Krystal A. Smith’s Two Moons is an imaginative and whimsical collection of speculative short stories focused on themes of love, loss, fertility, and redemption. Each story is more fantastical and surprising than the last. Yet no matter how bizarre the premise, the unbelievable is treated with credibility. Love between women, whether they are human, heavenly, or anthropomorphized objects, is presented with realism and tenderness.
The majority of the stories have qualities of myths and folklore about them. In the title story, the moon is envisioned as a celestial being named Luna who falls in love with a human named Selene. In “Harvest,” a poor farming woman, Korinthia, is tasked with providing food for her community. She struggles with infertility until she’s suddenly visited by a herd of rabbits. In “What the Heart Wants,” the most compelling and interesting story in the collection, a woman’s heart moves out of her body and coaches her after she realizes she might be unlovable.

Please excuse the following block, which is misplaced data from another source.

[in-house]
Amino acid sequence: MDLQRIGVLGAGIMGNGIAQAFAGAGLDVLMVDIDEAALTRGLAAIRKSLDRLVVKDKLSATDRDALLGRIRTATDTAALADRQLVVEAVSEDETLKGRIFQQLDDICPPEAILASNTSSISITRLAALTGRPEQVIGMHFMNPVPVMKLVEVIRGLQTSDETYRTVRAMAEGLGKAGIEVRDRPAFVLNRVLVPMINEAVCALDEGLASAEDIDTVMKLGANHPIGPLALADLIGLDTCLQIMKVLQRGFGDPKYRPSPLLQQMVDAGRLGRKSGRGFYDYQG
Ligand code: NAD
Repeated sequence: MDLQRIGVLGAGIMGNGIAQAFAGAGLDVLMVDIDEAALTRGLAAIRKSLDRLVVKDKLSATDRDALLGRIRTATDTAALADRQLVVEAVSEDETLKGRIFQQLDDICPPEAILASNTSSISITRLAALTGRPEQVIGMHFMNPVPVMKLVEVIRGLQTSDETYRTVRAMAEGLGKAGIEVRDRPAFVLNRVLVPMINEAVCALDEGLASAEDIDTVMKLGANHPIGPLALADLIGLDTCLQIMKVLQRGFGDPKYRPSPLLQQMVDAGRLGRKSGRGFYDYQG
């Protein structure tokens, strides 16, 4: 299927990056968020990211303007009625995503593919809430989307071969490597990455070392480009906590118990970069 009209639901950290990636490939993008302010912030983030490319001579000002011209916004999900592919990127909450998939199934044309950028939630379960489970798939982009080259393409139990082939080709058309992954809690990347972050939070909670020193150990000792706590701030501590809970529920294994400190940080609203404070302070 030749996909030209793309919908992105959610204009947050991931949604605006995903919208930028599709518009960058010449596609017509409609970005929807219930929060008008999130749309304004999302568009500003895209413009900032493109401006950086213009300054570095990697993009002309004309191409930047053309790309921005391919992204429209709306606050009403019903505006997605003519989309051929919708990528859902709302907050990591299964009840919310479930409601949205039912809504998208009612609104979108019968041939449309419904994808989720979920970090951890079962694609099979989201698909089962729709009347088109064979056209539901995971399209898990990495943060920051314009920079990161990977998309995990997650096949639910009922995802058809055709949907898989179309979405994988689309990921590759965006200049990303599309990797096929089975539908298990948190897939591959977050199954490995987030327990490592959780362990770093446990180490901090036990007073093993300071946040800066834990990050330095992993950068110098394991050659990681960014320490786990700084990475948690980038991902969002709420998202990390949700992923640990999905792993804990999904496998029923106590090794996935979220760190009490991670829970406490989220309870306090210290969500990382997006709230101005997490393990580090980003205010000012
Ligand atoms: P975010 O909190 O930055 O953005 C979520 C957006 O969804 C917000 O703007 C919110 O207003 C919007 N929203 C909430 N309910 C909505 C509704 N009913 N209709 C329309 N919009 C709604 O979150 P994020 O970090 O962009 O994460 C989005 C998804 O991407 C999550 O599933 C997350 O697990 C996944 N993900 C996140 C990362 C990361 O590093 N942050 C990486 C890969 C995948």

Writing is clear and evocative, and creative twists abound. Characters are a likable bunch. Read in succession, though, the narratives begin to feel homogeneous. It can be difficult to tell characters apart from each other as the book goes on. The situations, too, start to sound and feel too much alike.
Stories don’t feel long enough; many end just as they gain momentum. In “Harvest,” an abrupt end comes just after Korinthia’s dreams are realized and her offspring goes out into the world. Readers will be left wanting more.
Even if its stories blur together, they remain individually light and delightful. Two Moons is an entertaining speculative collection from a talented writer.
Disclosure: This article is not an endorsement, but a review. The publisher of this book provided free copies of the book to have their book reviewed by a professional reviewer. No fee was paid by the publisher for this review. Foreword Reviews only recommends books that we love. Foreword Magazine, Inc. is disclosing this in accordance with the Federal Trade Commission’s 16 CFR, Part 255.